Attacks have increased in sophistication and are often tailored to their specific victim. Trend tracking has shown that in 2008, the Web has become a primary conduit for attack activity. According to Symantec’s Top Internet Security Trends of 2008, attackers have become more difficult to track as they have shifted away from mass distribution of a small family of threats to micro distribution of large numbers of threats.
Spam and Phishing
This may be the most well known form of computer breaching, and yet it is still the healthiest and fastest growing of attacks. In 2004, Bill Gates predicted that spam would be resolved in another two years. In 2008, we were seeing spam levels at 76 percent until the McColo incident in November 2008, at which time spam levels dropped 65 percent. The battle with spammers has turned into an all out war and spammers are showing no sign of surrendering.
Spammers take advantage of current events, such as the presidential election, Chinese earthquake, Beijing Olympic Games and the economy. They use these widely socialized issues as headlines to lure people into clicking on a link to malware or sending money for unrealistic charitable campaigns. Social networks are only feeding the beast by making it easier for spam attacks to propagate quickly through a victim’s social network.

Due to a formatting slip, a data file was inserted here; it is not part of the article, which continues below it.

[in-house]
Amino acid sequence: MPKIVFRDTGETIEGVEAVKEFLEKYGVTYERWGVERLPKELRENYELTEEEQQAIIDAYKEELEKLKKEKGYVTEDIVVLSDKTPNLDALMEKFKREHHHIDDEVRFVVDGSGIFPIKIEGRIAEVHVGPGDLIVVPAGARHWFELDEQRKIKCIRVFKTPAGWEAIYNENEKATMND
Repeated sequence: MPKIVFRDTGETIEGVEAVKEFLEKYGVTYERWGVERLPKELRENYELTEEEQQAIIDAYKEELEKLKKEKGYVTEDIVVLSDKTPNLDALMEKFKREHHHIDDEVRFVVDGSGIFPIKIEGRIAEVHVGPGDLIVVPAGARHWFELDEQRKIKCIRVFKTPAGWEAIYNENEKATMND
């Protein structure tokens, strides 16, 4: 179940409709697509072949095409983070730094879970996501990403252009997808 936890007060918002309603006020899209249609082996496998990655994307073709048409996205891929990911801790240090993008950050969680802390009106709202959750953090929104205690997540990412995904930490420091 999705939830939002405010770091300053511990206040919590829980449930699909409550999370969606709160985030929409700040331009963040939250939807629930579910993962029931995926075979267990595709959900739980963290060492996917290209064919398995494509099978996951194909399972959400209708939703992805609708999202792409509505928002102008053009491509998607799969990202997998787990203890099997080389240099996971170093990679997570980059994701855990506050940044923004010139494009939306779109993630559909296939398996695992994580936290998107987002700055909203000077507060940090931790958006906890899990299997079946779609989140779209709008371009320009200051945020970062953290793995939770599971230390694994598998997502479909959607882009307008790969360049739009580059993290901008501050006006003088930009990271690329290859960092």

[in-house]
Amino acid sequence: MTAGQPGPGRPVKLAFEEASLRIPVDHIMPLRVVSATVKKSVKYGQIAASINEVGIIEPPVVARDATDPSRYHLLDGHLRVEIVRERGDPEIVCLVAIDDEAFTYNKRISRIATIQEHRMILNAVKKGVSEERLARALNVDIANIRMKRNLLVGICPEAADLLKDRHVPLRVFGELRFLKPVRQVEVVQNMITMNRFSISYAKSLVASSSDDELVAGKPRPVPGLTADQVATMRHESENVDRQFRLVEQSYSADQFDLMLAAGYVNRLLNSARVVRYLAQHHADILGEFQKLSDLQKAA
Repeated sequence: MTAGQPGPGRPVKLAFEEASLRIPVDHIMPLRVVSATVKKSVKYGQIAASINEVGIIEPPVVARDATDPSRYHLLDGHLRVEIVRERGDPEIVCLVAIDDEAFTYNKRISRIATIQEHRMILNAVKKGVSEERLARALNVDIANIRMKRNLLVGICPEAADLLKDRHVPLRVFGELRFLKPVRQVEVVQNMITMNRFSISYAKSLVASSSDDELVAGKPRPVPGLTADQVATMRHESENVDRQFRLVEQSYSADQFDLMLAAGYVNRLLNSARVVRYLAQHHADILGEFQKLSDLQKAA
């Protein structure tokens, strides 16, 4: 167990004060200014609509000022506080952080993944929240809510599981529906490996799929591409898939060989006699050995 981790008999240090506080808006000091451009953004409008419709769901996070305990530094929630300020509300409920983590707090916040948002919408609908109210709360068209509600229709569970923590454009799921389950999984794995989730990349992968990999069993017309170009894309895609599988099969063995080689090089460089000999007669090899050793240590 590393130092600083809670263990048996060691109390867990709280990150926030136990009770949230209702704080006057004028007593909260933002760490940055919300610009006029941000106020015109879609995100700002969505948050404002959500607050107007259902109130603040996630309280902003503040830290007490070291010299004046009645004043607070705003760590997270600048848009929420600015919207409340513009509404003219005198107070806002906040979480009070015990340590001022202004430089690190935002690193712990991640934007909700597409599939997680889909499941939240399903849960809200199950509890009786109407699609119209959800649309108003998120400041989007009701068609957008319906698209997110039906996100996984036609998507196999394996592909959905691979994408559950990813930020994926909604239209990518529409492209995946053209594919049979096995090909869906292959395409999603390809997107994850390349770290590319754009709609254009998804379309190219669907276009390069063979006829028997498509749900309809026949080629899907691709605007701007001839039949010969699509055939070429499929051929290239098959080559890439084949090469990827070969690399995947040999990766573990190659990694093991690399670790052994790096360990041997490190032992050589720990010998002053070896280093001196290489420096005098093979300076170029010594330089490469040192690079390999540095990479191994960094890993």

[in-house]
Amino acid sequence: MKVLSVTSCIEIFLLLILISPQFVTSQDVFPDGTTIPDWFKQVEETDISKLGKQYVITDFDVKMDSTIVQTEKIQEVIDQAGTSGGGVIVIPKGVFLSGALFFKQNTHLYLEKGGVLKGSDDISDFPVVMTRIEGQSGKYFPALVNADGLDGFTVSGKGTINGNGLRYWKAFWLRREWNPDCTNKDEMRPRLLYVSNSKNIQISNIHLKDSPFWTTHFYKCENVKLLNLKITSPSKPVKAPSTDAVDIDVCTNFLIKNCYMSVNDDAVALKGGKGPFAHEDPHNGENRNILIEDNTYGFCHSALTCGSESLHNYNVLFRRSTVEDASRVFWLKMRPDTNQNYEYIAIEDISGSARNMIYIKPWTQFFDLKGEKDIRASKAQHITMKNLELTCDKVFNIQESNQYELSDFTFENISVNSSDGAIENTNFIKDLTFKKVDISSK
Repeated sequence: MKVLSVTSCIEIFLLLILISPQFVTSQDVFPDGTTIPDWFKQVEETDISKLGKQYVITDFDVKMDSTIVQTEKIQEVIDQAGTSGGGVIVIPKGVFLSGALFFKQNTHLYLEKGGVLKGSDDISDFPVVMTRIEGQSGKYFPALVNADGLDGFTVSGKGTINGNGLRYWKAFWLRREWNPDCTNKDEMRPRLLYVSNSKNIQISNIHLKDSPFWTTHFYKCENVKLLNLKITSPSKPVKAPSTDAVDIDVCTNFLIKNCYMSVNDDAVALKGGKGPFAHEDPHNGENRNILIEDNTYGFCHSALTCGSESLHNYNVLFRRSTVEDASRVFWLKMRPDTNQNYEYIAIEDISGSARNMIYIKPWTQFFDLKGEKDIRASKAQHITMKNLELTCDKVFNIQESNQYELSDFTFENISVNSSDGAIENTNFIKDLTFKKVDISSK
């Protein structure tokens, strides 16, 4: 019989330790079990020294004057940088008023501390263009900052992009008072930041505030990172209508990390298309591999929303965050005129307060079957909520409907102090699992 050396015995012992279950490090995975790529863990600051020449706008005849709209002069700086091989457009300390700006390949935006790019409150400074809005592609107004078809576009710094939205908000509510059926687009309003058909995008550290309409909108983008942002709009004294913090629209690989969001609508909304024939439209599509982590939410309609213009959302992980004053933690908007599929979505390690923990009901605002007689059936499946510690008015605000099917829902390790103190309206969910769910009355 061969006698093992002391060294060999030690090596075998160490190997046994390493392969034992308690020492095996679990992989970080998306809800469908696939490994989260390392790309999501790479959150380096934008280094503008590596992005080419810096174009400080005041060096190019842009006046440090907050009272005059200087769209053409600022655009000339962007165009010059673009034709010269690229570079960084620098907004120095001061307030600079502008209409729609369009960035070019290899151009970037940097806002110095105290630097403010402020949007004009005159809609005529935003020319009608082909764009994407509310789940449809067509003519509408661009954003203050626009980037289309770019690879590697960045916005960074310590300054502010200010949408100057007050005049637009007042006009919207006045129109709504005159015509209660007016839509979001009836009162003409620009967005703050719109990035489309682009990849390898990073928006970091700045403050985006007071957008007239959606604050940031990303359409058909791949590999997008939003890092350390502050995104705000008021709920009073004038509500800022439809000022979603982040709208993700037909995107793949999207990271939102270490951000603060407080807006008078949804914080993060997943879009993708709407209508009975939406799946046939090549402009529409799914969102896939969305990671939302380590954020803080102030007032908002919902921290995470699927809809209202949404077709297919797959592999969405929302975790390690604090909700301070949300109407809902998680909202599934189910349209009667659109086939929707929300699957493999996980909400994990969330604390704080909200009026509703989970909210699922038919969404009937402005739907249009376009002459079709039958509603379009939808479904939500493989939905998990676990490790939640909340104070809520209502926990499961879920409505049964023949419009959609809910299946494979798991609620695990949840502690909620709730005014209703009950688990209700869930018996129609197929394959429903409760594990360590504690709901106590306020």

Phishing walks hand in hand with spam as it utilizes current events to make their bait more convincing. Another phishing tactic particularly recognized over the last year is by offering users a false sense of security by targeting .gov and .edu domains. Although cybercriminals cannot register domains under these domains, they find ways to compromise the Web servers to grant them control. Once control is gained, it becomes harder to fix because the domain cannot be simply deactivated. Lengthy measures are taken to have the company remove the compromised page from their website and secure their servers. The time it takes to make these changes allows the phished page to remain active and hit more victims.
Fake and Misleading Applications
Fake security and utility programs aka “scareware” promise to secure or clean up a user’s home computer. The applications produce false and often misleading results, and hold the affected PC hostage to the program until the user pays to remedy the pretend threats. Even worse, such scareware can be used as a conduit through which attackers install other malicious software onto the victim’s machine.
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